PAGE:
One of the things I’ve been noticing over the past few years is the “entitlement mentality” among the people who constitute “the 1%” or even more, the top 20% of all wage earners. It’s a sense of privilege, an attitude that they deserve what they have, and with it, a massive perceptual blind spot. There is a great article over on Cracked about the 6 things that rich people need to stop saying. Even though it’s a humor site, this particular article is not humorous, and strikes to exactly why the people in “the 1%” or even the top 20% of income earners are surprised that many people get seriously irritated with them. It’s excellent reading, and it lists a number of the “justifications” we’ve heard from them about why they’re rich – and deserve to be – and why they think “we shouldn’t be attacking them for that. ” Then it takes those justifications apart. But those are not the only things that tend to be clueless.
Recently, Mitt Romney waded in to the battles over college education and funding, and has been trying to persuade college students to support a Republican agenda. He’s trying to “relate” to the problems, and offer them advice based on what he thinks they should do. The problem? The sense of entitlement, the perceptual blind spot that he has, that comes from his experience and his social circle stands out:
At a “lecture” for students at Otterbein University in Ohio today, Mitt Romney told students that, his friend, Jimmy John, started a business by borrowing $20,000 from his parents at a low interest rate. Romney suggested anyone in the audience could do the same:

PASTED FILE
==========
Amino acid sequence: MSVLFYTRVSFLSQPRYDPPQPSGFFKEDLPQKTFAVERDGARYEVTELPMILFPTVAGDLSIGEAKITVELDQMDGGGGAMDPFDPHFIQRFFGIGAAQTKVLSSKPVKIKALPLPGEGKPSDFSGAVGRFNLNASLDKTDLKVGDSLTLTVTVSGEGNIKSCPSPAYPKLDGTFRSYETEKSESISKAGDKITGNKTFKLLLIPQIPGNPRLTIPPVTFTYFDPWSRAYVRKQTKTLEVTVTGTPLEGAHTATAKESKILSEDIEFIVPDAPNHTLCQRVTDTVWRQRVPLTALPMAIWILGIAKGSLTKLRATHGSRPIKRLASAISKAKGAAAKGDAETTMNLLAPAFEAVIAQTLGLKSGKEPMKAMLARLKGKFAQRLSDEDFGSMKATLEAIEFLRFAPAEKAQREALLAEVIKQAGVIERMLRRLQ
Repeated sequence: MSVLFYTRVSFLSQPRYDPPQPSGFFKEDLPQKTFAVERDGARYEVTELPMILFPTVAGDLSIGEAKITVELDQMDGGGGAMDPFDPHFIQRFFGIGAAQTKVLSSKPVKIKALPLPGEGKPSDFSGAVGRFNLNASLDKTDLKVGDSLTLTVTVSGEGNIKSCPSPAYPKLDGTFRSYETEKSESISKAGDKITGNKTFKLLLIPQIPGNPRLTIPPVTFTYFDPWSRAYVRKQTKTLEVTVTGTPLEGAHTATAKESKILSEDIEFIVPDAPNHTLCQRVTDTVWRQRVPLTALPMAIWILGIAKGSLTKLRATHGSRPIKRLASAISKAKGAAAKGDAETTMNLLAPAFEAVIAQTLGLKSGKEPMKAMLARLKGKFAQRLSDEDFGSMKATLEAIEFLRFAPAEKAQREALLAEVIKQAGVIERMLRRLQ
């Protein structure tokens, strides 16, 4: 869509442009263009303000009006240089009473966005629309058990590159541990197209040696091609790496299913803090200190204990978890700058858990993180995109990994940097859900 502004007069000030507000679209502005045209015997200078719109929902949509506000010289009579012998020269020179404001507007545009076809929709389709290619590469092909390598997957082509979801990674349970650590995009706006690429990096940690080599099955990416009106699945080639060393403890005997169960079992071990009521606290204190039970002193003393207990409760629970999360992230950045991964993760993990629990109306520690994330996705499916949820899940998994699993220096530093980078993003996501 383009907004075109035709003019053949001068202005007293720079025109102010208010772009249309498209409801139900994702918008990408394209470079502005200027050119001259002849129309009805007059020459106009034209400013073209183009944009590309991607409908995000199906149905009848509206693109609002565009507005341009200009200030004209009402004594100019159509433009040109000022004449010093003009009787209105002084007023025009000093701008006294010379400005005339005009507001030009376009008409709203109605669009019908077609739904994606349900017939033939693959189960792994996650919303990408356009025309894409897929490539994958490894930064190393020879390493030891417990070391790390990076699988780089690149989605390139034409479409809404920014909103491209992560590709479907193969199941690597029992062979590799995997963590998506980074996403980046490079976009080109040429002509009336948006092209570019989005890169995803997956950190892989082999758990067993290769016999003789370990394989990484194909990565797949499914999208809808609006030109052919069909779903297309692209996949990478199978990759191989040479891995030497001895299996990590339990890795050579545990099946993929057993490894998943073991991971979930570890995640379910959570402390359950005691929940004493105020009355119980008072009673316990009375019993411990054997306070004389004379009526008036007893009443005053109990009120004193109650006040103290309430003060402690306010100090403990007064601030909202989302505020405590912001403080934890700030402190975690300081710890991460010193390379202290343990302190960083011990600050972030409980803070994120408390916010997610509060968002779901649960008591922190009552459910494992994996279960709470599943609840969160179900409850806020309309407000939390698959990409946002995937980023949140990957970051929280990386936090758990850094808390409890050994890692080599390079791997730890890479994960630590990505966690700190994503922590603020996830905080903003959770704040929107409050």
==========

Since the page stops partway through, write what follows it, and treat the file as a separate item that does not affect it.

This kind of devisiveness, this attack of success, is very different than what we’ve seen in our country’s history. We’ve always encouraged young people: Take a shot, go for it, take a risk, get the education, borrow money if you have to from your parents, start a business.
Um.. what? Yes, sure, all you need to do is borrow money from your parents to start a business, or to get your education. Only if you absolutely have to, obviously. Which is breathtakingly clueless. In Mitt’s circle, of course parent’s have 5 or 6 digit sums available to loan their offspring. That’s what he knows, because all his friends have told him that. Heck, he had to struggle along by selling the stock his father gave him.
Which is not what most parents can do. It’s not they wouldn’t be willing, it’s just that they don’t have thousands of dollars available to loan their offspring. They’re doing well if they have enough to live on, and some set aside. But in Mitt’s circle, a few grand given (or loaned) to your children is “no big deal.” They had parents who were well-off and could provide them with connections and a starting point ahead of others. In effect, many of them started off on the third or fourth leg of a relay race, and are wondering why the guy back at the starting line isn’t able to get to the finish line like they did. Even “failure” isn’t as harsh for them as it is for those who don’t have their advantage.
The problem for them is not that people are “jealous” of their good fortune, it’s the fact that they never feel an urge to step outside of their circle, and learn to understand how fortunate (and often lucky) they are. When they do try to “connect” their own experience to what everyone else experiences, they just demonstrate that they really don’t get it. Because if they did, they’d also realize just how insulting they are.